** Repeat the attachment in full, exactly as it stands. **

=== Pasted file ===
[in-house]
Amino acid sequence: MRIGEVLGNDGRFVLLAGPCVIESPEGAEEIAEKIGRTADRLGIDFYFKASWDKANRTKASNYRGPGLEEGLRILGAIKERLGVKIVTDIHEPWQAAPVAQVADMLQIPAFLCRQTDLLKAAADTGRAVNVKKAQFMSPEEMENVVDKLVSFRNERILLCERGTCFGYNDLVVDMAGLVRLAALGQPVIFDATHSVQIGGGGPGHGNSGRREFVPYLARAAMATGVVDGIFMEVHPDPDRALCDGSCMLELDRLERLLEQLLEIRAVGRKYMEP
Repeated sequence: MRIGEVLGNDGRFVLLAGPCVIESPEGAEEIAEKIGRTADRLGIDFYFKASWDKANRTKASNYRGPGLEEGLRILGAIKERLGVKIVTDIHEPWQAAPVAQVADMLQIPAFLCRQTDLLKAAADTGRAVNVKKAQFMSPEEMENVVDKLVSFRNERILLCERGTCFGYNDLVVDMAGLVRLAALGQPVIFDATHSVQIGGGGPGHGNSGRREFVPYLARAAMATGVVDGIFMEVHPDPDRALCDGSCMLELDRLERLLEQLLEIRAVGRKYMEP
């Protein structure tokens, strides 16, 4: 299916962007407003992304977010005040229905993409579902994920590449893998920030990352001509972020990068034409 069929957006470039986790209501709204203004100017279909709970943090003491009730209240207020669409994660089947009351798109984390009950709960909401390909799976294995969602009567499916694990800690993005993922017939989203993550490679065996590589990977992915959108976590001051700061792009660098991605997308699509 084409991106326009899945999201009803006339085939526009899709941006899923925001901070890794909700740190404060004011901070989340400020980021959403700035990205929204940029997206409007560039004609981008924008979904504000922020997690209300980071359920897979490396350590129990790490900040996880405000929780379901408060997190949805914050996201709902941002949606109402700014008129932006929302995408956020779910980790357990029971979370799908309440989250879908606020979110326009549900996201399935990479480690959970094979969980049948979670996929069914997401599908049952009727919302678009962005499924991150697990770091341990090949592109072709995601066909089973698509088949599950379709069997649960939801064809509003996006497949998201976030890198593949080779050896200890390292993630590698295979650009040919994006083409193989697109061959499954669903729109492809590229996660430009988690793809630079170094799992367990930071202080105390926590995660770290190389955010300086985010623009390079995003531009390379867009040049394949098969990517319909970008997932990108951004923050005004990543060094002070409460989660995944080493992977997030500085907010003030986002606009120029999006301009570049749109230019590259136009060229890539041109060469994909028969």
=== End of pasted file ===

[in-house]
Amino acid sequence: MRIGEVLGNDGRFVLLAGPCVIESPEGAEEIAEKIGRTADRLGIDFYFKASWDKANRTKASNYRGPGLEEGLRILGAIKERLGVKIVTDIHEPWQAAPVAQVADMLQIPAFLCRQTDLLKAAADTGRAVNVKKAQFMSPEEMENVVDKLVSFRNERILLCERGTCFGYNDLVVDMAGLVRLAALGQPVIFDATHSVQIGGGGPGHGNSGRREFVPYLARAAMATGVVDGIFMEVHPDPDRALCDGSCMLELDRLERLLEQLLEIRAVGRKYMEP
Repeated sequence: MRIGEVLGNDGRFVLLAGPCVIESPEGAEEIAEKIGRTADRLGIDFYFKASWDKANRTKASNYRGPGLEEGLRILGAIKERLGVKIVTDIHEPWQAAPVAQVADMLQIPAFLCRQTDLLKAAADTGRAVNVKKAQFMSPEEMENVVDKLVSFRNERILLCERGTCFGYNDLVVDMAGLVRLAALGQPVIFDATHSVQIGGGGPGHGNSGRREFVPYLARAAMATGVVDGIFMEVHPDPDRALCDGSCMLELDRLERLLEQLLEIRAVGRKYMEP
């Protein structure tokens, strides 16, 4: 299916962007407003992304977010005040229905993409579902994920590449893998920030990352001509972020990068034409 069929957006470039986790209501709204203004100017279909709970943090003491009730209240207020669409994660089947009351798109984390009950709960909401390909799976294995969602009567499916694990800690993005993922017939989203993550490679065996590589990977992915959108976590001051700061792009660098991605997308699509 084409991106326009899945999201009803006339085939526009899709941006899923925001901070890794909700740190404060004011901070989340400020980021959403700035990205929204940029997206409007560039004609981008924008979904504000922020997690209300980071359920897979490396350590129990790490900040996880405000929780379901408060997190949805914050996201709902941002949606109402700014008129932006929302995408956020779910980790357990029971979370799908309440989250879908606020979110326009549900996201399935990479480690959970094979969980049948979670996929069914997401599908049952009727919302678009962005499924991150697990770091341990090949592109072709995601066909089973698509088949599950379709069997649960939801064809509003996006497949998201976030890198593949080779050896200890390292993630590698295979650009040919994006083409193989697109061959499954669903729109492809590229996660430009988690793809630079170094799992367990930071202080105390926590995660770290190389955010300086985010623009390079995003531009390379867009040049394949098969990517319909970008997932990108951004923050005004990543060094002070409460989660995944080493992977997030500085907010003030986002606009120029999006301009570049749109230019590259136009060229890539041109060469994909028969």